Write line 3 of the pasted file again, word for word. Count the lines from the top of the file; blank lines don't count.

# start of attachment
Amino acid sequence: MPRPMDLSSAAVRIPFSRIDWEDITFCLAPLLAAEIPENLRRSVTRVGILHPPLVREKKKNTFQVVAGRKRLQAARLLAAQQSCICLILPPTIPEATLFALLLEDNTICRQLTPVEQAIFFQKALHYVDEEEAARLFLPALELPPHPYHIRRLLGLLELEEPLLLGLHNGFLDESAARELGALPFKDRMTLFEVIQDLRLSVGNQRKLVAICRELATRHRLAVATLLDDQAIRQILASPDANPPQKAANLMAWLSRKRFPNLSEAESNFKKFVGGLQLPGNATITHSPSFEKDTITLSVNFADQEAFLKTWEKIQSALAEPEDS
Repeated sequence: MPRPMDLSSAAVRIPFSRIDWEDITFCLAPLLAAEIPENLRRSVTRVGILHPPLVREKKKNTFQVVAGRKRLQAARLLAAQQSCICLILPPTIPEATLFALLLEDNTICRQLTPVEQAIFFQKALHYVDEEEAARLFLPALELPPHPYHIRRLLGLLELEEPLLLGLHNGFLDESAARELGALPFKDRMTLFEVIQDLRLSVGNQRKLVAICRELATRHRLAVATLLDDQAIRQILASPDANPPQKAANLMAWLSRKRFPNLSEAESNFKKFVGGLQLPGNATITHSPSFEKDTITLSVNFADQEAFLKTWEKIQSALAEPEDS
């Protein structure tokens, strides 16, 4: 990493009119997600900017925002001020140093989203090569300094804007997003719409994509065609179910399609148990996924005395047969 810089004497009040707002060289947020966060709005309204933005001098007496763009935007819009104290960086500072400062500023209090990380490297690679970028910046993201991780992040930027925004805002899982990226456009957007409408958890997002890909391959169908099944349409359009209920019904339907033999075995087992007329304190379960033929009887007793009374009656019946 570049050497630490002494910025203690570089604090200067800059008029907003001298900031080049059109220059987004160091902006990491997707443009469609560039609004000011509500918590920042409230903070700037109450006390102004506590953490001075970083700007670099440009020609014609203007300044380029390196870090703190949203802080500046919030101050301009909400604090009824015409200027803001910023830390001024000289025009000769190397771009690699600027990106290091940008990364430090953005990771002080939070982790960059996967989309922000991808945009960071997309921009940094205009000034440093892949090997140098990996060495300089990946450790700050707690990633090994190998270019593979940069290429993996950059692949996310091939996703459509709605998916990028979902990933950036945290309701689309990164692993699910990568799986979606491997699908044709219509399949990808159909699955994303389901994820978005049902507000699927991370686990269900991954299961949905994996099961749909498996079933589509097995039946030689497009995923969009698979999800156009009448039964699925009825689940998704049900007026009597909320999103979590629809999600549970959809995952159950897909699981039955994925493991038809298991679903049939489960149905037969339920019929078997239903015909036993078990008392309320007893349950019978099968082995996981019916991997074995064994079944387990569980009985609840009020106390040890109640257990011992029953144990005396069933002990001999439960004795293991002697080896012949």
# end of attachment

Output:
């Protein structure tokens, strides 16, 4: 990493009119997600900017925002001020140093989203090569300094804007997003719409994509065609179910399609148990996924005395047969 810089004497009040707002060289947020966060709005309204933005001098007496763009935007819009104290960086500072400062500023209090990380490297690679970028910046993201991780992040930027925004805002899982990226456009957007409408958890997002890909391959169908099944349409359009209920019904339907033999075995087992007329304190379960033929009887007793009374009656019946 570049050497630490002494910025203690570089604090200067800059008029907003001298900031080049059109220059987004160091902006990491997707443009469609560039609004000011509500918590920042409230903070700037109450006390102004506590953490001075970083700007670099440009020609014609203007300044380029390196870090703190949203802080500046919030101050301009909400604090009824015409200027803001910023830390001024000289025009000769190397771009690699600027990106290091940008990364430090953005990771002080939070982790960059996967989309922000991808945009960071997309921009940094205009000034440093892949090997140098990996060495300089990946450790700050707690990633090994190998270019593979940069290429993996950059692949996310091939996703459509709605998916990028979902990933950036945290309701689309990164692993699910990568799986979606491997699908044709219509399949990808159909699955994303389901994820978005049902507000699927991370686990269900991954299961949905994996099961749909498996079933589509097995039946030689497009995923969009698979999800156009009448039964699925009825689940998704049900007026009597909320999103979590629809999600549970959809995952159950897909699981039955994925493991038809298991679903049939489960149905037969339920019929078997239903015909036993078990008392309320007893349950019978099968082995996981019916991997074995064994079944387990569980009985609840009020106390040890109640257990011992029953144990005396069933002990001999439960004795293991002697080896012949």